Menu Close

From Sketch: “The Latest ‘Yellow Bookʼ”

For some reason or other the Yellow Book has always been treated
from the first with a certain parti pris somewhat lacking in fairness. In
the provinces it is received with upraised hands and quite solemn moral
lecture by way of criticism; in town it has been regarded as a huge joke,
and make a subject of cheap and facile satire, and all agreed in assuming
the Yellow Book to be what it never was and is not now—a mere
playground for youthful audacity and impropriety to disport itself. This
is simply a convention, and is not founded on fact, considering that
Mr. Henry James has, of all others, certainly the most influence over its
little group of contributors.

Let us say frankly that this number’s cover-design is not worthy of
its contents, which would be interesting were it only for the contribution
of Miss Ella D’Arcy. Her powerful story, “The Web of Maya,” is of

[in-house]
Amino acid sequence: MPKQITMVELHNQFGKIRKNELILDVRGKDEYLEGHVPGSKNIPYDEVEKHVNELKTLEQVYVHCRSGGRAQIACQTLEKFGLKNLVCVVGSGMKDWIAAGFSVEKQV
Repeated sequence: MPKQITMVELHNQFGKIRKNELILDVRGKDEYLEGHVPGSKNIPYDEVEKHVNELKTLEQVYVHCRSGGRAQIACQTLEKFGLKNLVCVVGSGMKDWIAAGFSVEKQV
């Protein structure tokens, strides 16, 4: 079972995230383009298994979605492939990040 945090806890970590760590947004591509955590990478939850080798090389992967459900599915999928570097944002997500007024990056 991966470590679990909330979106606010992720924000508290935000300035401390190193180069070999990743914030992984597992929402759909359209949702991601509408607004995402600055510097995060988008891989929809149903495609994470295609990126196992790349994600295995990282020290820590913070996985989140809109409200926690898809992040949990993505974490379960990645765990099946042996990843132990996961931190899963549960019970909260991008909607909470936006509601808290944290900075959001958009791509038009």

such an exceedingly high order of merit that, in ranging her among the
masters of short story, we do her the barest justice.

Mr. Le Gallienne and Mr. Crackanthorpe are at their best, and there
are some other short stories and studies above the average. “The Truce
of the Bishop” is a fine piece of work by Mr. Harold Frederic. Who
is the “Yellow Dwarf“? His remarks on modern literature are out-
spoken and entertaining, through we don’t agree with him; and “The
Queen’s Pleasure,” by the editor, is a gem, dainty, fascinating, and, in
its way, unique.

MLA citation:

“The Latest “Yellow Book.”” Review of The Yellow Book, vol. 7, October 1895, Sketch, 30 October 1895, p. 5. Yellow Nineties 2.0, Edited by Lorraine Janzen Kooistra, Ryerson University Centre for Digital Humanities, 2019.